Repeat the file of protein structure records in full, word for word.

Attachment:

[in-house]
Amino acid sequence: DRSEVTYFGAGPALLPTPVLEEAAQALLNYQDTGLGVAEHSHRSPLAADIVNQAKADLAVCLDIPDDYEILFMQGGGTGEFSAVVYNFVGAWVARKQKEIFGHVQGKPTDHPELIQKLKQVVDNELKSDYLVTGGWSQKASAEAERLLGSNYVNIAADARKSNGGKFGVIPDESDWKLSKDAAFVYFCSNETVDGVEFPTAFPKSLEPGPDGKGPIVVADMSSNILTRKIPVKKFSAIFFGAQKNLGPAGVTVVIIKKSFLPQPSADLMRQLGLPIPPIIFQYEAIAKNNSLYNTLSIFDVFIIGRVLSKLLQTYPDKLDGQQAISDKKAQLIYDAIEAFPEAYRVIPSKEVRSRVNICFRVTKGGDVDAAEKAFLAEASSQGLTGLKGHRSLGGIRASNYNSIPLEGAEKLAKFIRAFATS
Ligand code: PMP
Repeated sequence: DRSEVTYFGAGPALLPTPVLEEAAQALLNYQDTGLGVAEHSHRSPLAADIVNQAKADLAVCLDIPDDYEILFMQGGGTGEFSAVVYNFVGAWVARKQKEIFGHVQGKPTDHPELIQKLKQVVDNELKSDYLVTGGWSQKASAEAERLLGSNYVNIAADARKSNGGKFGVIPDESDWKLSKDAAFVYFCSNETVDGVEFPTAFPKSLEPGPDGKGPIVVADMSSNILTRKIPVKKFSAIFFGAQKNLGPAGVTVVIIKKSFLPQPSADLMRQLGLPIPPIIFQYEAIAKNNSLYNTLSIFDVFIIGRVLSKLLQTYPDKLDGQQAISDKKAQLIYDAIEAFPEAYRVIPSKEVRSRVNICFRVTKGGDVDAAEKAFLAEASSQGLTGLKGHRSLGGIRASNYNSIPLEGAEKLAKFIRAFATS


[in-house]
Amino acid sequence: DRSEVTYFGAGPALLPTPVLEEAAQALLNYQDTGLGVAEHSHRSPLAADIVNQAKADLAVCLDIPDDYEILFMQGGGTGEFSAVVYNFVGAWVARKQKEIFGHVQGKPTDHPELIQKLKQVVDNELKSDYLVTGGWSQKASAEAERLLGSNYVNIAADARKSNGGKFGVIPDESDWKLSKDAAFVYFCSNETVDGVEFPTAFPKSLEPGPDGKGPIVVADMSSNILTRKIPVKKFSAIFFGAQKNLGPAGVTVVIIKKSFLPQPSADLMRQLGLPIPPIIFQYEAIAKNNSLYNTLSIFDVFIIGRVLSKLLQTYPDKLDGQQAISDKKAQLIYDAIEAFPEAYRVIPSKEVRSRVNICFRVTKGGDVDAAEKAFLAEASSQGLTGLKGHRSLGGIRASNYNSIPLEGAEKLAKFIRAFATS
Ligand code: PMP
Repeated sequence: DRSEVTYFGAGPALLPTPVLEEAAQALLNYQDTGLGVAEHSHRSPLAADIVNQAKADLAVCLDIPDDYEILFMQGGGTGEFSAVVYNFVGAWVARKQKEIFGHVQGKPTDHPELIQKLKQVVDNELKSDYLVTGGWSQKASAEAERLLGSNYVNIAADARKSNGGKFGVIPDESDWKLSKDAAFVYFCSNETVDGVEFPTAFPKSLEPGPDGKGPIVVADMSSNILTRKIPVKKFSAIFFGAQKNLGPAGVTVVIIKKSFLPQPSADLMRQLGLPIPPIIFQYEAIAKNNSLYNTLSIFDVFIIGRVLSKLLQTYPDKLDGQQAISDKKAQLIYDAIEAFPEAYRVIPSKEVRSRVNICFRVTKGGDVDAAEKAFLAEASSQGLTGLKGHRSLGGIRASNYNSIPLEGAEKLAKFIRAFATS